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Malaysia: Police Link IS Bomb Expert in Syria to New Arrestee

BenarNews staff
Washington
2016-12-22
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Homemade bombs are seen at a shop in al-Qaryatain, a town in Homs province in central Syria, after Syrian troops regained control of it from the Islamic State group, April 4, 2016.
Homemade bombs are seen at a shop in al-Qaryatain, a town in Homs province in central Syria, after Syrian troops regained control of it from the Islamic State group, April 4, 2016.
AFP

A Syria-based Malaysian bomb-maker has been sharing his knowledge in explosives with Islamic State recruits for more than two years and has instructed militants to carry out attacks in his home country, Malaysia’s top anti-terror cop alleged in an interview.

IS member Muhamad Nasrullah Abd Latif (also known as Abu Gomes) has been recruiting his countrymen to join the extremist group in the Middle East and has been teaching recruits to build bombs since he left Malaysia, police counter-terrorist special branch chief Ayob Khan Mydin Pitchay told The Star newspaper in a report published Thursday.

Ayob’s comments followed the announcement by police on Tuesday of the arrests in Malaysia of seven men with alleged links to IS and other militant organizations, who were taken into custody in raids in different states between Nov. 3 and Dec. 16.

Among the seven was a 24-year-old self-employed man, arrested in Malacca on Nov. 26 and believed to be an IS member who was taught to build home-made bombs by Abu Gomes, who is from the northern Malaysian state of Perak and has been in Syria for more than two years.

“We can confirm that he [Abu Gomes] often shares his knowledge in bomb making and has issued orders to IS cells in Malaysia to launch attacks,” Ayob said, according to The Star.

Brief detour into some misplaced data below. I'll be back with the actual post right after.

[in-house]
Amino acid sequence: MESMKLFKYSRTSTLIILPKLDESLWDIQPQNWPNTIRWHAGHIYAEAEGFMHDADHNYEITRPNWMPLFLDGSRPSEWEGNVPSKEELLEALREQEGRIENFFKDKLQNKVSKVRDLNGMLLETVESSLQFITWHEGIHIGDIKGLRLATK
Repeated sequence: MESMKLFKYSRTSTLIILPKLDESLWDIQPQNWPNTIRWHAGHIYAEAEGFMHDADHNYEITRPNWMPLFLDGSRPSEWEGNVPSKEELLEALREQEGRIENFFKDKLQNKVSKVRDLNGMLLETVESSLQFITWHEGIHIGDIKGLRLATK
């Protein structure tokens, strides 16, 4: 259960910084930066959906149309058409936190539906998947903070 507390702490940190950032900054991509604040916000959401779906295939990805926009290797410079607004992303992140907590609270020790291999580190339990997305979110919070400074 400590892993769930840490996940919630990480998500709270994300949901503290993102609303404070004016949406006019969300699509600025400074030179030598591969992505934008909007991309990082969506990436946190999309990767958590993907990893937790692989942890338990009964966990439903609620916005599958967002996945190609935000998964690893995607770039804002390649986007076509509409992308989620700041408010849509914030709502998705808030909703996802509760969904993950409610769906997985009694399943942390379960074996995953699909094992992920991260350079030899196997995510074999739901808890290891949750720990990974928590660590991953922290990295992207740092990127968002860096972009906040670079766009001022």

The unidentified suspect had also received instructions from Muhammad Wanndy Mohamad Jedi, a Malaysian who left for Syria with his wife in January 2015 and has been recruiting for IS as well, Police Inspector-General Khalid Abu Bakar said in announcing the arrests.

Malaysian police investigators are identifying Abu Gomes’ recruits, Ayob said, adding that he is not as influential as Wanndy.

In June, two men allegedly associated with Wanndy and IS launched a grenade attack that injured eight people at a nightclub in Puchong, near Kuala Lumpur – the first terrorist act claimed by Islamic State on Malaysian soil. Both suspects were arrested and are awaiting trial in January.

IS operative

Khalid said a different foreign suspect who worked at a factory in the southern state of Johor was arrested earlier in December after allegedly trying to smuggle weapons to Poso, Indonesia, and enter Myanmar illicitly.

Ayob told The Star that the suspect, who also took orders from Wanndy, planned to use Malaysia as a transit point for smuggling weapons to militants in Poso.

“He entered the country legally a year ago but overstayed,” Ayob said. “He used his job as a factory worker in Johor Baru as a cover to carry out his work as an IS operative.”

‘The safety of the people is our top priority’

As of November, Malaysian police had arrested more than 260 people allegedly involved in militant activities, including more than 70 who have been charged in court. Recent statistics show that 56 Malaysians were in Syria, including 12 women and 17 boys and girls. Twenty-seven Malaysians have been killed in Syria and Iraq and eight have returned home.

Among others whose arrests were announced this week were two students at Al-Madinah International University in Shah Alam, Selangor, according to Khalid.

“The first suspect has been previously investigated by foreign authorities for alleged involvement in the Daesh terror group,” Khalid said, using another name for IS. “During September 2016, he was believed to be involved in obtaining security information [about] an international school in Kuala Lumpur.”

Khalid said the second foreign suspect conspired with his university colleague. Both men, who were arrested Nov. 3, have since been deported to their home countries.

On Thursday, officials at Al-Madinah University issued a statement about the arrests of the students. The two suspects are not representative of the campus, which is “not a hub of terrorist activity deployment,” the university said.

In the interview Ayob also told Malaysians not to panic over potential terror attacks during the Christmas and New Year holidays, The Star reported.

“People should carry out their routines and celebrate during this holiday season,” he said. “We are always on our guard and the safety of the people is our top priority.”

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